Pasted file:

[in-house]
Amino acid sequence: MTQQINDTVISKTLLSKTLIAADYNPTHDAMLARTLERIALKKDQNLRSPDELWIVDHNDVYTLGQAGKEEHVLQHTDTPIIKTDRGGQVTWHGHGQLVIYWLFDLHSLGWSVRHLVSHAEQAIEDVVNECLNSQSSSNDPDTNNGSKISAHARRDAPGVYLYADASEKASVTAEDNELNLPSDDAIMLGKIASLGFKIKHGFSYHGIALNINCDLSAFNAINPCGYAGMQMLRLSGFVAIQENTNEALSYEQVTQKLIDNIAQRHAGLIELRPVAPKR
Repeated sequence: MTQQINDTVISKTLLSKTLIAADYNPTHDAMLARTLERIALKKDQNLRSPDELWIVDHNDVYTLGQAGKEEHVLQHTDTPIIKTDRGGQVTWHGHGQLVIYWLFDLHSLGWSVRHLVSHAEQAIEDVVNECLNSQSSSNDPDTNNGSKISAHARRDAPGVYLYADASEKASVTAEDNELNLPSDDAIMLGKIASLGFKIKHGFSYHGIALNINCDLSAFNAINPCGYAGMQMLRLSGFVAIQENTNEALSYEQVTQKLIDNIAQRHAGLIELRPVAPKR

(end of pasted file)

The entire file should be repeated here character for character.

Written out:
[in-house]
Amino acid sequence: MTQQINDTVISKTLLSKTLIAADYNPTHDAMLARTLERIALKKDQNLRSPDELWIVDHNDVYTLGQAGKEEHVLQHTDTPIIKTDRGGQVTWHGHGQLVIYWLFDLHSLGWSVRHLVSHAEQAIEDVVNECLNSQSSSNDPDTNNGSKISAHARRDAPGVYLYADASEKASVTAEDNELNLPSDDAIMLGKIASLGFKIKHGFSYHGIALNINCDLSAFNAINPCGYAGMQMLRLSGFVAIQENTNEALSYEQVTQKLIDNIAQRHAGLIELRPVAPKR
Repeated sequence: MTQQINDTVISKTLLSKTLIAADYNPTHDAMLARTLERIALKKDQNLRSPDELWIVDHNDVYTLGQAGKEEHVLQHTDTPIIKTDRGGQVTWHGHGQLVIYWLFDLHSLGWSVRHLVSHAEQAIEDVVNECLNSQSSSNDPDTNNGSKISAHARRDAPGVYLYADASEKASVTAEDNELNLPSDDAIMLGKIASLGFKIKHGFSYHGIALNINCDLSAFNAINPCGYAGMQMLRLSGFVAIQENTNEALSYEQVTQKLIDNIAQRHAGLIELRPVAPKR